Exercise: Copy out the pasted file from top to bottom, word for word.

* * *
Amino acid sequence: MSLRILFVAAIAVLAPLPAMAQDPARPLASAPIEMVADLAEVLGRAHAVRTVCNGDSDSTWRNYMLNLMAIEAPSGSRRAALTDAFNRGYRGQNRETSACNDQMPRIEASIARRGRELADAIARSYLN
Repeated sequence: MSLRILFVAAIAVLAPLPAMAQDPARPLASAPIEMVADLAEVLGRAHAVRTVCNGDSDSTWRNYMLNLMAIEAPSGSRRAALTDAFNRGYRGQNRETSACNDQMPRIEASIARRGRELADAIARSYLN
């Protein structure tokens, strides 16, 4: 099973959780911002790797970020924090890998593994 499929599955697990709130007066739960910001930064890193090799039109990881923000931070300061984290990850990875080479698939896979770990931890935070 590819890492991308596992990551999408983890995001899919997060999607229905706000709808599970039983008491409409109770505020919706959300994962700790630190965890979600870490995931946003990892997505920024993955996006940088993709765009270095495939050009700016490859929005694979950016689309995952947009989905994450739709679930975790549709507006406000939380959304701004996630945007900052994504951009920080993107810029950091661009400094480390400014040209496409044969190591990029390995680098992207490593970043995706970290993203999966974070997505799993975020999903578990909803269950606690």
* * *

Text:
Amino acid sequence: MSLRILFVAAIAVLAPLPAMAQDPARPLASAPIEMVADLAEVLGRAHAVRTVCNGDSDSTWRNYMLNLMAIEAPSGSRRAALTDAFNRGYRGQNRETSACNDQMPRIEASIARRGRELADAIARSYLN
Repeated sequence: MSLRILFVAAIAVLAPLPAMAQDPARPLASAPIEMVADLAEVLGRAHAVRTVCNGDSDSTWRNYMLNLMAIEAPSGSRRAALTDAFNRGYRGQNRETSACNDQMPRIEASIARRGRELADAIARSYLN
């Protein structure tokens, strides 16, 4: 099973959780911002790797970020924090890998593994 499929599955697990709130007066739960910001930064890193090799039109990881923000931070300061984290990850990875080479698939896979770990931890935070 590819890492991308596992990551999408983890995001899919997060999607229905706000709808599970039983008491409409109770505020919706959300994962700790630190965890979600870490995931946003990892997505920024993955996006940088993709765009270095495939050009700016490859929005694979950016689309995952947009989905994450739709679930975790549709507006406000939380959304701004996630945007900052994504951009920080993107810029950091661009400094480390400014040209496409044969190591990029390995680098992207490593970043995706970290993203999966974070997505799993975020999903578990909803269950606690």